Because it helps to deodorize urine, cranberry should be in the diet of anyone suffering from the embarrassing odours associated with incontinence.  In addition, cranberry's high vitamin C content makes it a natural vitamin supplement.

Common Uses

  • Treats lower urinary tract infections (also called bladder infections or cystitis) and bladder inflammations.
  • May prevent recurrence of urinary tract infections or inflammation.
  • Helps to deodorize urine.


  • Capsule.
  • Tablet.
  • Soft gel.
  • Liquid/tincture.
  • Fresh or dried fruit.
  • Tea.


  • Cranberry is not a substitute for antibiotics during an acute urinary tract infection (UTI).  See your doctor if you don't feel better after 24-36 hours of using cranberry for a suspected UTI.
  • See your doctor right away if symptoms include fever, chills, back pain, or blood in the urine, which may be signs of a kidney infection (upper UTI) requiring medical attention.
  • Reminder:  If you have a medical condition, talk to your doctor before taking supplements.

How to take it?


To help treat urinary tract infections:  You should get about 800 mg of cranberry extract a day (two 400 mg pills).  Or you can drink at least 500 ml of undiluted juice a day or take it in tincture form (follow the package directions.
To prevent recurrences:  The dose can be cut in half to 400 mg of cranberry a day.

Guidelines for use:

Cranberry can be taken with or without food.  Drinking plenty of water or other fluids along with cranberry and throughout the day should speed recovery.  Cranberry has no known interactions with antibiotics or other medications.  But by acidifying the urine, cranberry may lessen the effect of another herb sometimes used for UTIs called uva ursi (also known as bearberry).  Try one or the other.

Possible side effect

There are no known side effects from either the short-term or long-term use of cranberry.  In addition, cranberry appears to be safe for pregnant and breast-feeding women.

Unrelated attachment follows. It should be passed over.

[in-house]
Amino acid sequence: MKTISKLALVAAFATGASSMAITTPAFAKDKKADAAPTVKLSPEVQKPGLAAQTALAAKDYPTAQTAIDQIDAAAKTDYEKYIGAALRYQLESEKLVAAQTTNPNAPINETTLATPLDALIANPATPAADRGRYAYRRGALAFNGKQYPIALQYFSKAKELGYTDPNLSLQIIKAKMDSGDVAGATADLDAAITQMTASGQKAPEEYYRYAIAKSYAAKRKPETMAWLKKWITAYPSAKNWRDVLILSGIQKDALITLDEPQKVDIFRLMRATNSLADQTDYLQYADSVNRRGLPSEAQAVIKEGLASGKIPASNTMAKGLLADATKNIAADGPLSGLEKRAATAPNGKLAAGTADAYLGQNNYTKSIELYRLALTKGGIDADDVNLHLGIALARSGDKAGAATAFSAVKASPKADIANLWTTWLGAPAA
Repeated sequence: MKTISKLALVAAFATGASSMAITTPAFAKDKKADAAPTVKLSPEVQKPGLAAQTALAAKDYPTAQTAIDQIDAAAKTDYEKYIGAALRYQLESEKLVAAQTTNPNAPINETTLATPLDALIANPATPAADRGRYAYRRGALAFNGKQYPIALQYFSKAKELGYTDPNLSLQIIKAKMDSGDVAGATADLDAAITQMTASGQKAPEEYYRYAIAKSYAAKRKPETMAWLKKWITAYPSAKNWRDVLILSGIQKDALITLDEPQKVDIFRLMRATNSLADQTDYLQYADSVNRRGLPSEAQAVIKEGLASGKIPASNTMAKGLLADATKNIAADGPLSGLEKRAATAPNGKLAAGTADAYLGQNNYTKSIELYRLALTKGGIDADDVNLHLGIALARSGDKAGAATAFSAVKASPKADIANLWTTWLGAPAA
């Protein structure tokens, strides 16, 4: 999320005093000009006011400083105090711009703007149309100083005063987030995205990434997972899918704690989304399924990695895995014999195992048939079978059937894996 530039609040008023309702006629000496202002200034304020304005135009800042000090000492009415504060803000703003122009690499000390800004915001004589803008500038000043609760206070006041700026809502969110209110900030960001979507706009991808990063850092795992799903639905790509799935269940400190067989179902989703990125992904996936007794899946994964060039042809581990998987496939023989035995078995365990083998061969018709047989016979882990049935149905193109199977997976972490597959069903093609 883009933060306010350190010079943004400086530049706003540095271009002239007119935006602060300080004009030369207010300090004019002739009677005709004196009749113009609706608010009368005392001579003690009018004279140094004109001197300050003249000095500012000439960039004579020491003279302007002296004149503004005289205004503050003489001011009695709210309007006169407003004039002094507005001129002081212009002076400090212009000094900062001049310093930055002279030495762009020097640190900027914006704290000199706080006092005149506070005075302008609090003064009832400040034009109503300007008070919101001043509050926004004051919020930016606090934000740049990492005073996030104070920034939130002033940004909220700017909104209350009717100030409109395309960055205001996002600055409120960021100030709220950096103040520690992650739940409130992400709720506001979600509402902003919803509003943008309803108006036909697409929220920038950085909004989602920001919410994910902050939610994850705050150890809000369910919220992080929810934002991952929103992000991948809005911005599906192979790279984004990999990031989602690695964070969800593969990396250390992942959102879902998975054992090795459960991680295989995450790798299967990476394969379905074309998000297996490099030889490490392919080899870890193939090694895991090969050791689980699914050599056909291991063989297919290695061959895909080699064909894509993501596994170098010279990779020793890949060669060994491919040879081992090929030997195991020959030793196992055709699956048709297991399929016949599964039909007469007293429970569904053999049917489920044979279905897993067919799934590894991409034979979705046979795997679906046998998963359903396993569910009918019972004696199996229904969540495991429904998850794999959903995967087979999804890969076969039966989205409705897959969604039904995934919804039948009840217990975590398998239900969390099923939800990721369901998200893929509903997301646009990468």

Shopping Hints

  • For best medical effect, choose cranberry capsules or undiluted, unsweetened juice (which contains higher concentrations of the active ingredients) over presweetened juice.  The processed commercial product (cranberry juice) is only one-third cranberry juice with added water and sweeteners to mask the berry's tart taste.
  • High-quality undiluted cranberry juice can be found at health-food shops.  To make it palatable, mix it with apple or pear juice to taste.

Latest Findings

  •  A major study in the Journal of American Medical Association looked at 153 elderly women (average age 78) who had no urinary tract symptoms.  Half the women drank 300 ml (just over a cup) of undiluted cranberry juice every day, and the other half received a placebo.  After four to eight weeks, those who drank the cranberry juice were much less prone to urinary tract infections and had lower levels of potentially harmful bacteria in their urine.
  • Research confirms that cranberry is effective for younger as well as older women.  In a study in Utah, women in the age range 28-44 who took cranberry capsules (400 mg a day) for three months were only 40% as likely to have a urinary tract infection as the women who were given a placebo.

Did you know?

You would have to eat 2 cups of cranberries to get the equivalent of two 400 mg cranberry capsules.